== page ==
New assaults by Israel threaten US coalition bid

Click to follow
The Independent Online

There is deepening concern among Western powers that Israel is complicating the task of building an international coalition against terrorism by exploiting the American crisis to step up its military assaults on the Palestinians in the occupied territories.

Fears are growing that the strategy pursued by Ariel Sharon, the Israeli Prime Minister, is impeding the US and Nato coalition with Islamic countries, where popular opinion has long been inflamed by Israel's conduct during the intifada. Israeli combat helicopters fired at least seven missiles in the Gaza Strip yesterday, targeting a refugee camp. Three Palestinians died and more than 30 were hurt.

A day earlier, Mr Sharon called off truce talks between his Foreign Minister, Shimon Peres, and Yasser Arafat, the Palestinian President. The move went against the wishes of the US and European nations pressing both sides to get back to negotiations. The West had hoped to lower the temperature as the delicate work begins on coalition-building and planning a military strike against Islamic targets.

Israel says Palestinian attacks, including mortars from Gaza, grenades and shootings, have continued unabated since the assaults on New York and Washington. An Israeli foreign ministry official said: "The last 48 or 72 hours have shown no diminishing in the level of violence and therefore there is no reason why there should be any change in the right of Israel to take defensive measures.''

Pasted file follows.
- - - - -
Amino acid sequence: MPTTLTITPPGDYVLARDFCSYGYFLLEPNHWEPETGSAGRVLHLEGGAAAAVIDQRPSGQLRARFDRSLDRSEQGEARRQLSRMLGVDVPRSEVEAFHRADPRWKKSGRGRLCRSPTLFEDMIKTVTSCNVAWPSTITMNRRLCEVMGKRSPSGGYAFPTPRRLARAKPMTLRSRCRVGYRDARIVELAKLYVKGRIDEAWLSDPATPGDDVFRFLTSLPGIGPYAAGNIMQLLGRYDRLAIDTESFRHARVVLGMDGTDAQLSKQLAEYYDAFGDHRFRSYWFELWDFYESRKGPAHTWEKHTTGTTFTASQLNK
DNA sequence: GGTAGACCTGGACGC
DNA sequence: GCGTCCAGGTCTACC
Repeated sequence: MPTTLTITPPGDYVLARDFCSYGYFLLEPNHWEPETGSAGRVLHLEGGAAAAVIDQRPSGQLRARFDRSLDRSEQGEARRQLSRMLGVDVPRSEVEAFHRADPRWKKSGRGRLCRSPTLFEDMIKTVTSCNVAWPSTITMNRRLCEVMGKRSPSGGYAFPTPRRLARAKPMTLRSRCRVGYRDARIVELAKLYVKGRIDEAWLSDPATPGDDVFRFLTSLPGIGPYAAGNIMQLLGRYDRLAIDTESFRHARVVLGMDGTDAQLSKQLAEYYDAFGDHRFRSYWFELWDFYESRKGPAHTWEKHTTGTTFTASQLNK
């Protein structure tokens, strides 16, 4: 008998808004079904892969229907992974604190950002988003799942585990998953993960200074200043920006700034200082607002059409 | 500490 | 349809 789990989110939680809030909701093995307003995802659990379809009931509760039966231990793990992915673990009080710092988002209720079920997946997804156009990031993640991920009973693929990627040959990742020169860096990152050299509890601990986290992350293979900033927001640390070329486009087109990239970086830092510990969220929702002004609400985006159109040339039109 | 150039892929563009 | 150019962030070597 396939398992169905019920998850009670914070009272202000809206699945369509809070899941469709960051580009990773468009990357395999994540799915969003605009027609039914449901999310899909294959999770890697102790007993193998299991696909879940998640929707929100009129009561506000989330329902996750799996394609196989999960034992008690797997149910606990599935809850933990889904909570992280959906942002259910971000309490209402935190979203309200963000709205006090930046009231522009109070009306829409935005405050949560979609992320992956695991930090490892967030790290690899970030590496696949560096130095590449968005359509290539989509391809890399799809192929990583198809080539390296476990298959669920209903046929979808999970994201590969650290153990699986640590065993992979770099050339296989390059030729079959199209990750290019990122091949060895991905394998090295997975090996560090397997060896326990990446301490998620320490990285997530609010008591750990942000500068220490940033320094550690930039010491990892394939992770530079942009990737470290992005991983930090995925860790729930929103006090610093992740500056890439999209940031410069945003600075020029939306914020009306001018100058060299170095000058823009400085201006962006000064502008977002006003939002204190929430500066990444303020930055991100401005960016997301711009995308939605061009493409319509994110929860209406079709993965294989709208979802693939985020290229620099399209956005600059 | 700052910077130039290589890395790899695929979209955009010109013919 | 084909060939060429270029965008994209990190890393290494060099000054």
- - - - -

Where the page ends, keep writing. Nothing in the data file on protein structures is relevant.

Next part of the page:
Since Tuesday, 18 Palestinians have been killed by the Israeli army, most during two tank raids into the Palestinian-controlled town of Jenin on the West Bank. There have also been raids on Jericho and several West Bank villages.

Arab exasperation against Western powers has been increased by Israel's attempts to use the US tragedy to score political points in its conflict with the Palestinians. Largely about Israel's occupation of Arab land, this conflict has been joined by extremist Islamic-nationalists who use suicide bombers to kill civilians in Israel. Mr Sharon and his spokesman have compared Mr Arafat with Osama bin Laden, although none of the atrocities committed by Israel or Palestine in the conflict can be compared in scale to those in New York and Washington.

The US attacks have isolated the Palestinians and threatened to sweep away any remaining vestige of sympathy in the West for their cause so long as Mr Arafat does not crack down hard on extremists. Mr Arafat has scrambled to condemn the US attacks, which has led the Americans and others to conclude that the time is ripe to push through a cease-fire and return to negotiations.

"The Palestinians are in deep trouble and some of their people are trying to sort it out,'' said one source. "So it's not helpful for anyone to be raising the temperature. This is not the lesson to draw from what happened in the US, and it is not right to exploit it.''

This week the British Foreign Office denounced the Jenin raid, pointing out that it only increases tension worldwide. The Israelis were deeply annoyed. They were also angered when the French ambassador to Israel, Jacques Huntzinger, said the Israeli-Palestinian conflict should not be confused with the assaults on the US. After a storm of criticism, he later said that there had been a misunderstanding.